A couple of days ago, a fashion student asked me how she could produce a fashion portfolio if she’s not very skilled at drawing. I told her, quite simply, that she had to practice endlessly her drawing skills and I suggested a list of fashion illustration books and also suggested she viewed the ‘How to do a Portfolio’ section of this blog. Every day I encounter more and more fashion students who need to develop their drawing skills. Design is a two-part discipline: there is the artistic/visual side, and there’s the engineering side. We will deal with the former in this, our first post of 2012.
First, if you’re planning on entering a fashion school or fashion design department you NEED to be able to draw well. I don’t mean senseless doodling (although that is quite useful at times), but to understand the notions of basic drawing principles. More importantly, after conquering basic drawing skills, you must be able to draw the human body effortlessly. Knowing the proportions of the human body is paramount in order to be a good designer. Sometimes, students forget that a designer works with, and for, the human body. If a student does not understand how the body works, how it moves and how the fabric moves when the body moves, (s)he cannot design properly. The student will find great issues when translating their idea to a tridimensional garment. Thus, human body proportions are at the core of fashion design.
Second, I will ask you the unthinkable: forget everything you think you know about fashion illustration, especially the notion that the human body measures 9 times its head. This is false and misleading, and it causes great trouble for beginners when they start designing and drawing. When students sketch a garment using the 9-head proportion without knowing real human dimensions, (s)he will have great difficulty converting their drawn version of the design to a tridimensional model. I see it all the time with my students! To avoid this, learn the following: The human body has from 7 to 7.5 heads and this is the proportion you should memorize to a ‘T’.
There are many techniques to help you achieve a proportioned human figure. The best thing to do, though, is to ask a friend of family member to pose for you for 5 minutes at a time so you can draw their pose using the 7.5 human canon. At first, you won’t finish your drawing, but after enough practice, you won’t even need the whole 5 minutes! Then, make things more complex by asking them to pose with elaborate clothing: a wedding dress, a prom dress, a frilly shirt or a printed outfit. Try different poses, and start drawing different people. Draw from what you see on TV while watching Glee, for example (imagine drawing Lea Michele while singing!), or just practice your people-watching skills by drawing girls that walk by you at the mall.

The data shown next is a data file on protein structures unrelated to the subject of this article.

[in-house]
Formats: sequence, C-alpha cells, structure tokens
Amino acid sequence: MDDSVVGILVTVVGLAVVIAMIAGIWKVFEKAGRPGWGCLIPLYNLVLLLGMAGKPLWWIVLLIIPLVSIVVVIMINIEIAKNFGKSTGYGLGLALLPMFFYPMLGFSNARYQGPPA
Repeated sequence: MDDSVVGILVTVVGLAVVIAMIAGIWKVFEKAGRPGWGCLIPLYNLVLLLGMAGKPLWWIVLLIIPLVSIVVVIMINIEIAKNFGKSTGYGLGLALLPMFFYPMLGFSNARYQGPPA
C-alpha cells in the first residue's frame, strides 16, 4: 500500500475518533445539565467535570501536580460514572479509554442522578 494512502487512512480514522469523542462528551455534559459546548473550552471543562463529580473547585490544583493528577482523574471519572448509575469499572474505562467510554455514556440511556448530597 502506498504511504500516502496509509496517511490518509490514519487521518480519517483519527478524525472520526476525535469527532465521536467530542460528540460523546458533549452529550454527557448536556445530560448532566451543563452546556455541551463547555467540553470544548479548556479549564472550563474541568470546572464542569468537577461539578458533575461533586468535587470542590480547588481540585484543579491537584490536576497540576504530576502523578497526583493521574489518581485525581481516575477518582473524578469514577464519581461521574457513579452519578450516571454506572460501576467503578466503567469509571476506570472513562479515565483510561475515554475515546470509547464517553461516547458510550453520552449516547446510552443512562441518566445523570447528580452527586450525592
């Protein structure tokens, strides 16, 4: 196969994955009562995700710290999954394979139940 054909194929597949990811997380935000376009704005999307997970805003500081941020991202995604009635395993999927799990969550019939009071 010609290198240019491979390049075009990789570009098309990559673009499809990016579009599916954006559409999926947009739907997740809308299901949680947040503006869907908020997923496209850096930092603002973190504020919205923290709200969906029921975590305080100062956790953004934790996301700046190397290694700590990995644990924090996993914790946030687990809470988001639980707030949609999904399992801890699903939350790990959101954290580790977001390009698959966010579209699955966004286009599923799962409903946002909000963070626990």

On this latter point, I advise you try the following exercise: Sit at the mall, near a womenswear clothing store. With your sketchbook ready (it shouldn’t be bigger than an 8.5” x 11” or A4 size), look at any of the people coming in or out of the store and observe what interesting clothing items they’re wearing. Choose whoever you feel has the coolest style, and draw them quickly while they enter or exit the store.  You’ll have to be lightning-fast: maybe you’ll have just a minute to do it! But because you have to be really quick, and you have to know your human canon by heart, your eye-hand coordinating skills will get developed fast.
Also try the following: While walking at the mall or on the street, ask people with stylish clothes you like to pose for a snapshot. Remember, always ask first! Then use those photos to recreate the human proportions and later draw the clothes.
All of these exercises will train your eye to remember details and proportions without having to look twice at the subject. Practice and perseverance are key! When you have dominion over the human proportions, you can try this next exercise they taught us at Central Saint Martins: take a photo from a fashion magazine (try choosing one where the model exposes most of her limbs; a model with a bikini is usually perfect) and cut out the model. Next, cut out the clothes and glue the photo to a white photocopier paper. Now you can make many copies of the same photo and draw over the figure. Think of it as a type of collage: this can be useful as a working sketch but also as a final illustration. You will have a perfectly proportioned body base to work with and you can see better how your final clothing item will look on a real person before you even make the pattern for it. It’s a win-win!
Good luck with your drawing!
 People usually don’t have a problem when you are drawing at public spaces, but you have to be careful nonetheless. Some people will not like you drawing them! So try to be discreet. On the other hand, if you wish to take a photograph of the person with their clothes, just like cool hunters do, always ask for permission first. Never take a photo of someone without asking, you could get into trouble!